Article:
Parenting Doesn't End With Adoption, In Fact, It Is Just Begining

Sunday, January 29, 2012

The Waiting..... My Lesson in Patience

    Patience is a virtue I didn't possess as a child or a teenager, and if it weren't for motherhood, I probably still wouldn't have any. Funny how we spend our time as a parent teaching our children, yet in doing so we learn valuable life lessons in the process.

Patience. I hate being patient! I of course don't mind when it comes to my two year old, you know, those times in the grocery store, when he's having a complete meltdown over what kind of fruit snacks you're buying, and everyone is watching you, waiting for you to lose your cool and flip out. Patience is a priority for a parent, and I'm grateful that I have the patience of a saint, during those memorable moments.

I have to admit though, at this point in my life, I'm lacking in the patience department. I've been thinking about everything I have going on in my life right now, and I realized I am waiting for so many things right now, it's crazy! My entire life is on hold waiting for results, decisions and directions from other people, and it's driving me nuts. I hate not having control, it is one of the many things I'm working on in therapy, and this chapter of my life is teaching me that sometimes I have to just let go, let God, and be patient.

Easier said than done. I'm currently waiting for a decision from DCF. My son Tyler, got very ill a few days ago and I am waiting for the results of his blood work, and I'm supposed to be travelling to Washington D.C. on Wednesday to tape a T.V. show and I haven't received any information on my travel arrangements or the show itself. And that's just to name a few items on my waiting list! I'm climbing the walls, checking my email, voicemail, text messages and mailbox every five minutes!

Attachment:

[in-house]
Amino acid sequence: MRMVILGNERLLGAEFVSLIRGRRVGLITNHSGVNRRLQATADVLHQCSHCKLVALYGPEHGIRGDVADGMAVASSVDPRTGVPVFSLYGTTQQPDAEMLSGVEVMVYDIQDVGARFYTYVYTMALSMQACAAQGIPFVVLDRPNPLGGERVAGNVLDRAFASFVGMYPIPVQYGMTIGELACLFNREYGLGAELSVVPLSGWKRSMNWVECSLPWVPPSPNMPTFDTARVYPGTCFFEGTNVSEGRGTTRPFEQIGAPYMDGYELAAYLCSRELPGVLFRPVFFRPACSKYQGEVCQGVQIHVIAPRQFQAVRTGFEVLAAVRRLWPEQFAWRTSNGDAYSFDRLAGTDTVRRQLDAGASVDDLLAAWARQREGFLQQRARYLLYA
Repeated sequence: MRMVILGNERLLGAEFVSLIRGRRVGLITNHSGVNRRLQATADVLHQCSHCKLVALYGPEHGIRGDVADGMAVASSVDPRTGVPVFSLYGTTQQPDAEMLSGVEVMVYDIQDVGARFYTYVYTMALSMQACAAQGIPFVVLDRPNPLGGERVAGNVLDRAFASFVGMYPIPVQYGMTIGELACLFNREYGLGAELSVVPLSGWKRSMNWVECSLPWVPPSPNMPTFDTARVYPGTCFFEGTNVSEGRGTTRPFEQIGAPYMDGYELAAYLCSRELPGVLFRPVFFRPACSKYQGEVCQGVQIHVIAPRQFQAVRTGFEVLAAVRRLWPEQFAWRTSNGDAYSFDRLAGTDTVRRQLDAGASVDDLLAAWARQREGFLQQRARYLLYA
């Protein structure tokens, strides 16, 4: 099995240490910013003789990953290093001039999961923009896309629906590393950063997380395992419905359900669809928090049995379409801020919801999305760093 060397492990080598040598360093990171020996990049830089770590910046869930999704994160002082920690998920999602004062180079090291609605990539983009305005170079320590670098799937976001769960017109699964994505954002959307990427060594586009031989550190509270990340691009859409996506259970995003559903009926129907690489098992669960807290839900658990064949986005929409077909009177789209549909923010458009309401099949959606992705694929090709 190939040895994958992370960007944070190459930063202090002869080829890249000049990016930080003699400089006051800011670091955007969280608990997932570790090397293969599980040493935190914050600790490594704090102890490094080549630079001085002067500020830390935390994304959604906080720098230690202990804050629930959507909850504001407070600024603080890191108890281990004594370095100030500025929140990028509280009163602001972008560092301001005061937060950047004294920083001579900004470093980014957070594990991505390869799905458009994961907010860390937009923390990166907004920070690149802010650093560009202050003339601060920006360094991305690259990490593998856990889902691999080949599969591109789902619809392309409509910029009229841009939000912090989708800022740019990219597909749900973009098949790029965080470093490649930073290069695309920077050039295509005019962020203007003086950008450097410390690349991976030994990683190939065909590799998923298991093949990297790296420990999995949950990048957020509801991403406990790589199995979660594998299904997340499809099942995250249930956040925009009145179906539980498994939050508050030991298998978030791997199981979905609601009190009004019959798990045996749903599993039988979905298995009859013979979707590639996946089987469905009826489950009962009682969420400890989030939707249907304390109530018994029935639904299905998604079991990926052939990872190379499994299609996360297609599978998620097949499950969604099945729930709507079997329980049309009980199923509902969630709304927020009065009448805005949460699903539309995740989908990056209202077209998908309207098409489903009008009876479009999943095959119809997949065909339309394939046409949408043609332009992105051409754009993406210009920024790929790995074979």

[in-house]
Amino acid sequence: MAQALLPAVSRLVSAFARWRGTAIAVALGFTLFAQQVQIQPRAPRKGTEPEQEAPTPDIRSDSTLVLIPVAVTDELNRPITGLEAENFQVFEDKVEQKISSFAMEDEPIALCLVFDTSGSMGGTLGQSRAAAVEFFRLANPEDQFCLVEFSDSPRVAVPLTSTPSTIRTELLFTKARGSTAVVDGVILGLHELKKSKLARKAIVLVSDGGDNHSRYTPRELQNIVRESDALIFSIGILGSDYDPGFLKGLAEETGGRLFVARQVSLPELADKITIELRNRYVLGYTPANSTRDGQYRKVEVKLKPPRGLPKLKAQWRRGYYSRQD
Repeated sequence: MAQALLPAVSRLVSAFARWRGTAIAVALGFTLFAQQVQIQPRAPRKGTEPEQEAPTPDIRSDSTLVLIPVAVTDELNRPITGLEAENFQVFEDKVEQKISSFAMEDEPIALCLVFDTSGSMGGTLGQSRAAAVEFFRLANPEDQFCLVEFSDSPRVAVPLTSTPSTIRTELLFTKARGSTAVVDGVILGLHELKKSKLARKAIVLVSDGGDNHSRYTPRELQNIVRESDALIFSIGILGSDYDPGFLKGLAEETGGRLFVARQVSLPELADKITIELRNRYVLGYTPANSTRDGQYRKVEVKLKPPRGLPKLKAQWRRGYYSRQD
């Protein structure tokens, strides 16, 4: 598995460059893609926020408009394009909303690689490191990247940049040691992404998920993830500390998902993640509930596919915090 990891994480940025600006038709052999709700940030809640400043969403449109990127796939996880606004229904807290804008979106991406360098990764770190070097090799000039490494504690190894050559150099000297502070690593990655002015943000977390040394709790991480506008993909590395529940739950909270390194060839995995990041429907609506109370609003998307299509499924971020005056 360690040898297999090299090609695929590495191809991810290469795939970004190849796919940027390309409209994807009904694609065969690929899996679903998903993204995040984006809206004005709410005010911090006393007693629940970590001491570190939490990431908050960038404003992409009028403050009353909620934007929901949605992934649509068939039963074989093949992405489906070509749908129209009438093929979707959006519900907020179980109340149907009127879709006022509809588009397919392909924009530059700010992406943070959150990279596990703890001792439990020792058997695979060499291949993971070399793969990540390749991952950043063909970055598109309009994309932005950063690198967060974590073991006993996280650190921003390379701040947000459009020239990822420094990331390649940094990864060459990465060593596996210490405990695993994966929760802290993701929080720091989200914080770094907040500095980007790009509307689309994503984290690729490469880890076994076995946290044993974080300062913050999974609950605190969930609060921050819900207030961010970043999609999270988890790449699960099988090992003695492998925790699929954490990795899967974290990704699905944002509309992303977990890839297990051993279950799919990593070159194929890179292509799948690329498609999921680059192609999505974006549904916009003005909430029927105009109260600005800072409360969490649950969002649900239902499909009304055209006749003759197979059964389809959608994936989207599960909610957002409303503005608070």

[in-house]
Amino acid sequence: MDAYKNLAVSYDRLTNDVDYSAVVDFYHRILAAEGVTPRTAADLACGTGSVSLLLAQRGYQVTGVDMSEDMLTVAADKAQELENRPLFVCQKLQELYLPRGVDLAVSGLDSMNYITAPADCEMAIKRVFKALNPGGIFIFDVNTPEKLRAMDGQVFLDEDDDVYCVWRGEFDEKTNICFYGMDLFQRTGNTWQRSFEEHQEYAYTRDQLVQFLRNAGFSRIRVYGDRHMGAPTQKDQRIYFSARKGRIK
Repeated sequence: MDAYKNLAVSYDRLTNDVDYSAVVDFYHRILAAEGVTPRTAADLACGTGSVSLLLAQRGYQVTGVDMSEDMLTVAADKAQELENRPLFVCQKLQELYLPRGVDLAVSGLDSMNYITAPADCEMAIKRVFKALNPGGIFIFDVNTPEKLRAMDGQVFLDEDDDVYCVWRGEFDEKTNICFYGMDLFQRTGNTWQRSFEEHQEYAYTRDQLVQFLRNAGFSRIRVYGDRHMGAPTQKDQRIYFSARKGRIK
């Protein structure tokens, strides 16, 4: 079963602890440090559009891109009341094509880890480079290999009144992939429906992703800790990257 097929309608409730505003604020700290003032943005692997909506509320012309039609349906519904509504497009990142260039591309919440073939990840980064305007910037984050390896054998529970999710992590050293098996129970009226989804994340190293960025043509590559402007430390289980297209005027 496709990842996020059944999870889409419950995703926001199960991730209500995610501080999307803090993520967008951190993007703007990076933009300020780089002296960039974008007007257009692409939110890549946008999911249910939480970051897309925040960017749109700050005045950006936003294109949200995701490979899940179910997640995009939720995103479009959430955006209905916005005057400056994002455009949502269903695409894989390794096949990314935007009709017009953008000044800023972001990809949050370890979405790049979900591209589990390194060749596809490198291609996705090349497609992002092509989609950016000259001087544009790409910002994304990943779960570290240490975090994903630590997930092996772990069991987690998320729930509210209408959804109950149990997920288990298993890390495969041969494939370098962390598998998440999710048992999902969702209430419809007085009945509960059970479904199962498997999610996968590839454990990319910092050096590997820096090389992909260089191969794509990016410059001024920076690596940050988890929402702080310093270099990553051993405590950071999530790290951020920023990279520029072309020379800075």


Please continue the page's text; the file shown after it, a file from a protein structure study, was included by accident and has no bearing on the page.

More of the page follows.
So, the title of this blog is My Lesson on Patience, and here's what I've decided to do. Both children are sleeping, I've made a nice, cup of hot herbal tea, I've lit some candles, and I'm going to curl up with a good book in my bath tub! While I enjoy, what might only be twenty minutes of me time(the baby can wake at any given moment lol) I promised myself I will not think about all my impending problems, but instead get lost in my book and if I do think, it will be only of the great gifts God  has given me since I've turned my life around, and I thank Him for every moment.

Now that I've vented about my waiting game, I'm off to the tub! Good luck to all who share in my constant struggle with the desire for instant gratification! Remember Patience is a Virtue! God Bless!!!

Monday, January 23, 2012

Living Past My Past: My Seemingly Endless Strugle With The Department of Children and Families

As some of you may already know, I recently welcomed my youngest son Tanner into this world. So far he has brought indescribable joy to my life and his siblings. Tanner was an unexpected addition to my family, but I already can't imagine my life without him. Unfortunately, the joy of bringing this precious new life home has been over-shadowed by the nightmare of my past.

I'm very proud to say I've been in recovery for three years, and have successfully remained sober and have set, and surpassed many new goals for myself and my children. I am a successful Family Support Specialist and Medication Assisted Treatment Advocate for the FRESH Start Program. I have completed numerous trainings/certifications in both Recovery and Parenting. I have been honored to speak at The Massachusetts Health Policy Forum on Substance Exposed Newborns, Schwartz Grand Rounds, and Brown-Bag Lunch at Bay State Hospital, (and was invited back a third time) along with numerous other venues including The Through Her Eyes Conference with Keynote speaker David Peltzer, and most recently have been invited to be a panelist on a national television show about Recovery. I feel I've worked hard to accomplish all this, with the best reward being I've been able to re-connect with my daughter Ashley, and have been welcomed in by her adoptive family.